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COLUMN: Line drives, home runs and inebriated umpires: A wiffleball recap

Severo Avila

Severo Avila is Features Editor at the Rome News-Tribune.

If you've never been to the Rome Braves' annual Sliding Into Christmas Wiffleball Showcase, then please put it on your calendar for next November.

The event is a hoot and it's for a great cause.

I played in my third one this past weekend and if y'all wanna see some well known locals running around like chickens with their heads cut off, then the Wiffleball Showcase is the place to be.

Here's how it works. The Braves invite a bunch of well known community members to participate in the event at Miracle Field next to State Mutual Stadium. Companies and individuals make donations to the event on behalf of those participants and teams are formed.

I've been honored to be asked to participate for the three years the event has been going on and it's been a hilarious experience every time.

Some of the local celebs who were there this year included Ronnie and Rhonda Wallace, Toni Hannah, Jason Anderson, Rich Lampkin, Jerome Poole, Kelly Floyd, Robert Smyth, Micah Duke, Nelle Reagan, Otis Raybon, Craig McDaniel, and my arch rival Brad Reeder.

We were put on three different teams. The team managers were Randy Ingle, Rocket Wheeler and Dustin Evans.

Each team played against the others for several innings but while we tried to be competitive, we couldn't help but have fun. Ronnie Wallace was diving in the outfield trying to catch grounders while Robert Smyth talked smack to the opposing team while sprinting around the bases.

But while Rhonda Wallace was unintentionally walked every at-bat and while Brad Reeder hit a pop fly every time he stepped up to the plate, the star of the show had to be Brian Bridges. For the third year in a row the Director of Scouting for the Atlanta Braves has been the Wiffleball Showcase's umpire and let me tell you, he is a sight to behold.

Brian, with the help of some liquid refreshment, keeps players and spectators alike completely entertained with his on-field antics. At any point in the game he might throw out a manager or have a hilarious on-field argument with someone. He's so good that he even calls strikes and fouls before they happen. But every now and again an enterprising manager or even the former Rome Braves General Manager Mike Dunn would run onto the field and openly bribe Bridges with cash or beer. Bridges would then immediately reverse his last call which may or may not decide the inning or even the game.

The entire time, Jimmy Jones would offer play by play commentary of the action as well as player interviews on the field for everyone to hear. It made for non-stop laughs.

Oh, I just remembered that one cool part about the showcase was that the DIGS Just As I Am Choir was asked to sing the National Anthem before the event began and they did a fantastic job. If you've never heard them perform, make an effort to do so. They are a very special choir comprised of adults with developmental disorders and they bring energy and enthusiasm to all their performances.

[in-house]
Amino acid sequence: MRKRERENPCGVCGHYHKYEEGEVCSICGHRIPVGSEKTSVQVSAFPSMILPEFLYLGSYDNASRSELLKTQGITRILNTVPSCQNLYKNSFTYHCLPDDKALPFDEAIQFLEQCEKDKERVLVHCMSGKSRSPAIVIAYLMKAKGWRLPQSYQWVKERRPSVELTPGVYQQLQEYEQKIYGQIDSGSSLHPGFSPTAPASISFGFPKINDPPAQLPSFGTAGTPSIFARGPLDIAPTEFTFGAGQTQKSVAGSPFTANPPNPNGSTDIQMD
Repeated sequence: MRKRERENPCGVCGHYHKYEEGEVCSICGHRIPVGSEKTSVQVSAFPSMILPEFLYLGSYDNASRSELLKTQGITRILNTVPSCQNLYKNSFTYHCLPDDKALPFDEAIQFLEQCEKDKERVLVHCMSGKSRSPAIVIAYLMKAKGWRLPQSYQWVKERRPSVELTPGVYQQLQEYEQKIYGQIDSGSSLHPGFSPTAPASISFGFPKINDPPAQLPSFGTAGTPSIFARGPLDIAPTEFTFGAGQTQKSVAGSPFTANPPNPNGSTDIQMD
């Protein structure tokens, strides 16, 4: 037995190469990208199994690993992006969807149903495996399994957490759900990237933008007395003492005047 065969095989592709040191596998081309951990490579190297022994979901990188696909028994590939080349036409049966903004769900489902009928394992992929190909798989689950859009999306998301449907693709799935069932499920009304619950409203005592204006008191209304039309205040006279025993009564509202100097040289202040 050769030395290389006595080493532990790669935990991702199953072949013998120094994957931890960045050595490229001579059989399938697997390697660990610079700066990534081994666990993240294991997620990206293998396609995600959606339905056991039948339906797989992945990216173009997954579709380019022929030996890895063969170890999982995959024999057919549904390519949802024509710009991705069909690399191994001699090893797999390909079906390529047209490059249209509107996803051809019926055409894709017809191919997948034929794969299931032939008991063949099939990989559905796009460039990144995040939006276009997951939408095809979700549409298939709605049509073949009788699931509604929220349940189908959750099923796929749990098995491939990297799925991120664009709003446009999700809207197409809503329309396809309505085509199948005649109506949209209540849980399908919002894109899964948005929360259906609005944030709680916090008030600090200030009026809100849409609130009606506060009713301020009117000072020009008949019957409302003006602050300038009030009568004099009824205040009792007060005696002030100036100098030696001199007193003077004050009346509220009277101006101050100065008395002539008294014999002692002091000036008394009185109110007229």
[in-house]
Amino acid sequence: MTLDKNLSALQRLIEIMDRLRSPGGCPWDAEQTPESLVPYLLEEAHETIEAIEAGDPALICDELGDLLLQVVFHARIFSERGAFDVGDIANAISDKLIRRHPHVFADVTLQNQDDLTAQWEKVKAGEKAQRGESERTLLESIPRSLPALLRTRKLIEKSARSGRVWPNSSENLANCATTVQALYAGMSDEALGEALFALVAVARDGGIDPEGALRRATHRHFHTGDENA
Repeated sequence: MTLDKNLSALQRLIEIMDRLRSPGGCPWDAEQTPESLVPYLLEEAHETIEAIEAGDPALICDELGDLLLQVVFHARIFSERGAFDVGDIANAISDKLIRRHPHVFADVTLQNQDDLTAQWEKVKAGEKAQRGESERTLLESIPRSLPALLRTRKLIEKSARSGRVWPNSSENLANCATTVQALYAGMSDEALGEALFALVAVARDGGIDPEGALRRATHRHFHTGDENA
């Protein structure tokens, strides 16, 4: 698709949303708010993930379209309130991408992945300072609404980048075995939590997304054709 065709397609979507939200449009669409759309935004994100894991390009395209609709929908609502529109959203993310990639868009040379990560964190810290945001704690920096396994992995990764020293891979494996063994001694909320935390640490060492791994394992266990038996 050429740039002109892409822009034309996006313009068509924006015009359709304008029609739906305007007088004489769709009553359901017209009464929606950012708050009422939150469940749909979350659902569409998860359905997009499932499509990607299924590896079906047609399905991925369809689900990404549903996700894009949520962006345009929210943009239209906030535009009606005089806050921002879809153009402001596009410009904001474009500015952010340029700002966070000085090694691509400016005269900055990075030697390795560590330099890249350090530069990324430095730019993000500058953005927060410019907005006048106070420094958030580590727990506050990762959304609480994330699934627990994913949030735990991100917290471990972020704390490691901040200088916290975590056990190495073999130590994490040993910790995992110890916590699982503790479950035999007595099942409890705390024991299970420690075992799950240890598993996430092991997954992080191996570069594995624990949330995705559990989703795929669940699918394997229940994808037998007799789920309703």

As the games progressed, the shenanigans only increased. The liquid refreshment being offered only added to that. There were mock fights and line drives, home runs and pinch hitters. Rome News-Tribune publisher Otis Raybon discovered that doing a little dance on the pitcher's mound before each pitch increased his chances of striking out the next batter.

My team — Rocket's 18 Wheelers — got to the final game, but didn't win because our short stop, Brad Reeder, is a terrible wiffleball player. We lost to Robert "Cheater Pants" Smyth and Randy's Rascals. But it really didn't matter. Everyone had a great time.

And at the end of the game, Brian Bridges called everyone onto the field and said some wonderful things about former Rome Braves GM Mike Dunn who's leaving Rome, having been named VP of Florida Operations. Mike took the opportunity to tell the crowd goodbye and I have to admit it was a little emotional. I don't know Mike personally but it seems that he leaves some pretty big shoes to fill and a lot of people are going to miss him.

All this took place in around three hours and it was all for a great cause. The money collected from the event is used by the Rome Braves to make sure needy families and seniors in the community have a better Christmas.

I encourage the Rome community to support this great event next year with donations or just your attendance. I promise you won't be disappointed.

And I hope to see my arch nemesis, City Manager Sammy Rich, on the roster next year. Bless his heart, he has the athletic ability of a wet mop but the man's got star power and I can't deny that. He'd draw a crowd for sure. He'll have fans out there cheering him on every time he strikes out.

Severo Avila is Features Editor for the Rome News-Tribune.